Has your dentist indicated that your child might need a pulpotomy? We understand that news like that can be alarming, So we’ve created this guide to walk you through the pulpotomy procedure step by step.
Let’s start with a little background, and look at what a pulpotomy is and how it’s different from some procedures that are somewhat similar. Then we’ll examine how the procedure is performed and some of the things that you can do to help make it easier for your kids (and for you).
What is a pulpotomy?
A pulpotomy is a procedure in which a dentist removes part of the tooth’s pulp to prevent, or treat, the formation of an abscess. A pulpotomy for children is usually performed to buy some time so the baby tooth can remain until it falls out naturally. Generally speaking, a dentist will only perform a pulpotomy on primary teeth, and different procedures are necessary for permanent (secondary) teeth.
When might a child need a pulpotomy?
A pulpotomy is performed then a deep cavity in a baby tooth reaches the nerve. Baby teeth are softer than permanent teeth, and can decay more quickly, so when this sort of cavity occurs removing the infected pulp tissue can help save the tooth and prevent tooth extraction.
As Healthline explains, “Baby teeth help maintain spacing for the permanent teeth that will follow, so leaving them intact is often a priority.” This is why many dentists, including The Super Dentists, recommend a pulpotomy for baby teeth instead of removal. It is critical to restore baby teeth for future development.
If your child has a deep cavity, sometimes called a primary tooth abscess, they may complain about the pain in their mouth. The toothache caused by an abscess can be pretty intense. There are generally warning signs tied to a decayed tooth, including
- Sensitivity to hot and cold
- Trouble focusing at school
- Tooth discoloration
- Bad breath
- Bleeding gums
- General toothache
If you see any of these indicators, you may want to schedule an appointment with your dentist right away.
Pulpotomy vs Pulpectomy
When someone has a dental abscess in a permanent tooth, their dentist may recommend a pulpectomy. As the names suggest, a pulpectomy and pulpotomy are fairly similar, except that a pulpectomy is designed to remove ALL of the pulp from the inside of a tooth, whereas a pulpotomy removes only some of it.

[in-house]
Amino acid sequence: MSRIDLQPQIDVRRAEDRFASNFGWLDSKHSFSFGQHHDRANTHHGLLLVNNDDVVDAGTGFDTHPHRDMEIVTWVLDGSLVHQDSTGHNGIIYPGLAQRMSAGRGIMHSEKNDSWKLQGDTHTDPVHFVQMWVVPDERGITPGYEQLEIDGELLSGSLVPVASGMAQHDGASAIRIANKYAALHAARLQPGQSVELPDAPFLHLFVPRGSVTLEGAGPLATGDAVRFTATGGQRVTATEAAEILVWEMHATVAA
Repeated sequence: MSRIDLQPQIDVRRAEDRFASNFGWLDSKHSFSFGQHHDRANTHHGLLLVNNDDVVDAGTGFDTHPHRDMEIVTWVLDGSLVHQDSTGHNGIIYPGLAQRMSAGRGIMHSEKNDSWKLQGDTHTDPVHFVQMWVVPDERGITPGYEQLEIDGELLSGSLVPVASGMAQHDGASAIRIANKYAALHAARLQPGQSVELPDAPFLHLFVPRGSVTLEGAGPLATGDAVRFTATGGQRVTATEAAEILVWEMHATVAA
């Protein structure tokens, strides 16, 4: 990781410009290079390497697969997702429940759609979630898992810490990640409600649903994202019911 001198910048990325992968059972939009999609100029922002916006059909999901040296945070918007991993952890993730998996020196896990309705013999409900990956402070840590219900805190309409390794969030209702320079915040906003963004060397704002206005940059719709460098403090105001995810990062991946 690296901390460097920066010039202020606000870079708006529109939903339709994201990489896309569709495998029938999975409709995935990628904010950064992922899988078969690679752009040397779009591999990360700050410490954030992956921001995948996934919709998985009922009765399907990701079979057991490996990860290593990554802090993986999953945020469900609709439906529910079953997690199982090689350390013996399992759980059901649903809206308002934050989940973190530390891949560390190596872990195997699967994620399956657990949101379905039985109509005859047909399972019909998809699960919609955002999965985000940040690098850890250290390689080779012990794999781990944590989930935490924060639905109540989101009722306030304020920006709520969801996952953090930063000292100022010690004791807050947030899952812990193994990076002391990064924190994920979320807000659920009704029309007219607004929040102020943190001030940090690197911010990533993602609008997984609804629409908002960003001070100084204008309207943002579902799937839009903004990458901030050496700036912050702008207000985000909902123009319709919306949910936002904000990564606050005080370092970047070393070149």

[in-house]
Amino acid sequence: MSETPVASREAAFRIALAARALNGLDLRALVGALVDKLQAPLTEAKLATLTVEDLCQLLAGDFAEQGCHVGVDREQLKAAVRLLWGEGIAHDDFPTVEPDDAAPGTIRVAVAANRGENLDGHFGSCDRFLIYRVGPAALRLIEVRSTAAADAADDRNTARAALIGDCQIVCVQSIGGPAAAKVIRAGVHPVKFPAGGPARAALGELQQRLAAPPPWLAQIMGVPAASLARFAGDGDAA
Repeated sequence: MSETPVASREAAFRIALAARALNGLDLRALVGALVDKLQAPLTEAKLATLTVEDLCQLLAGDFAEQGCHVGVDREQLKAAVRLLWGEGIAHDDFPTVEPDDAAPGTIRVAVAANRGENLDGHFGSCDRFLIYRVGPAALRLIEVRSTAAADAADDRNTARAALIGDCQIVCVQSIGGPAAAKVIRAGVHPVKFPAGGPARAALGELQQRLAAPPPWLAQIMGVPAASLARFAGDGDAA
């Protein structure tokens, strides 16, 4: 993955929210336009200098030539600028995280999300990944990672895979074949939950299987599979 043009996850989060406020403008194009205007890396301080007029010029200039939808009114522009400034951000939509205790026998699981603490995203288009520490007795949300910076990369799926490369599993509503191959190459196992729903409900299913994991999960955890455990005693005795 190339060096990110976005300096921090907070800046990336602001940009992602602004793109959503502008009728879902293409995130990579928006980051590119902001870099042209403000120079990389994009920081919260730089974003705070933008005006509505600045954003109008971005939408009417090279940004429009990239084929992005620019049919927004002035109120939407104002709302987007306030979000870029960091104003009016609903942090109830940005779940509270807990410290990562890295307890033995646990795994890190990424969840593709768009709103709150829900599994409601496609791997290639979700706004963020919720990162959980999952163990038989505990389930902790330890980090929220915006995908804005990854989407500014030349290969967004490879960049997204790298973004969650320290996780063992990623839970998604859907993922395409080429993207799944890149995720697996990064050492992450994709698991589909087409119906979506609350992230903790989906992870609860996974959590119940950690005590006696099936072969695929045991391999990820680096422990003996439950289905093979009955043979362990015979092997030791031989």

The International Journal of Community Medicine and Public Health explains that a pulpectomy is performed on a tooth that has already died or is infected. When a tooth nerve dies, it no longer responds to heat or cold, and has no sensation.
When a tooth is alive, on the other hand–and particularly if there is the hope of keeping the affected tooth intact and alive, the dentist will opt for a pulpotomy instead. As we explained above, this is generally the goal with baby teeth in particular.
Pulpotomy vs Root Canal
Pulpotomies are also related to root canal procedures, but here, as with pulpectomies, they are not quite the same. In fact, a root canal has more in common with a pulpectomy than a pulpotomy. As Colgate explains, “A pulpectomy is the process of removing all of the nerves within the tooth and cleaning out the infection. Root canal treatment takes this a step further by filling the emptied and sterilized canals with a sealing material.”
How is a pulpotomy performed?
Things are often less scary if we know what to expect. This is certainly true of a pulpotomy. Because you know your child better than anyone, we thought it best to walk you through the pulpotomy procedure step by step, so that you can determine how best to explain it to them.
Your dentist will begin with X-rays which will help them to determine the need for the pulpotomy. This may happen on the day of the dental procedure or in advance.
Then they will numb the area around the abscessed tooth with a local anesthetic. As Healthline explains, “This injection typically doesn’t hurt, although you may feel a slight, fleeting pinch.”
Next, using a dental drill, your dentist will make an opening in the top of the tooth to access the pulp chamber. The infected or inflamed pulp is removed using a dental drill or other instruments.
The remaining healthy pulp in the roots is treated with medication to help prevent infection.
The opening in the tooth is then sealed with filling material, such as a composite resin. This is often a temporary filling to protect the tooth until a permanent crown can be placed. A follow-up visit is scheduled to monitor the healing process and ensure that the tooth is healthy.
As you can see, a pulpotomy is not a terribly involved procedure, and the relief that it brings from the discomfort your child has been feeling makes it well worth the effort.
If your child is experiencing pain in discomfort in their teeth, visit your pediatric dentist right away. This is the best way to see if a pulpotomy is the right procedure for primary tooth restoration for your child.
Learn more about Pulpotomies and other Pediatric Dental Treatment Options at The Super Dentists. Schedule an appointment today and bring your family to a Super Dentists location near you!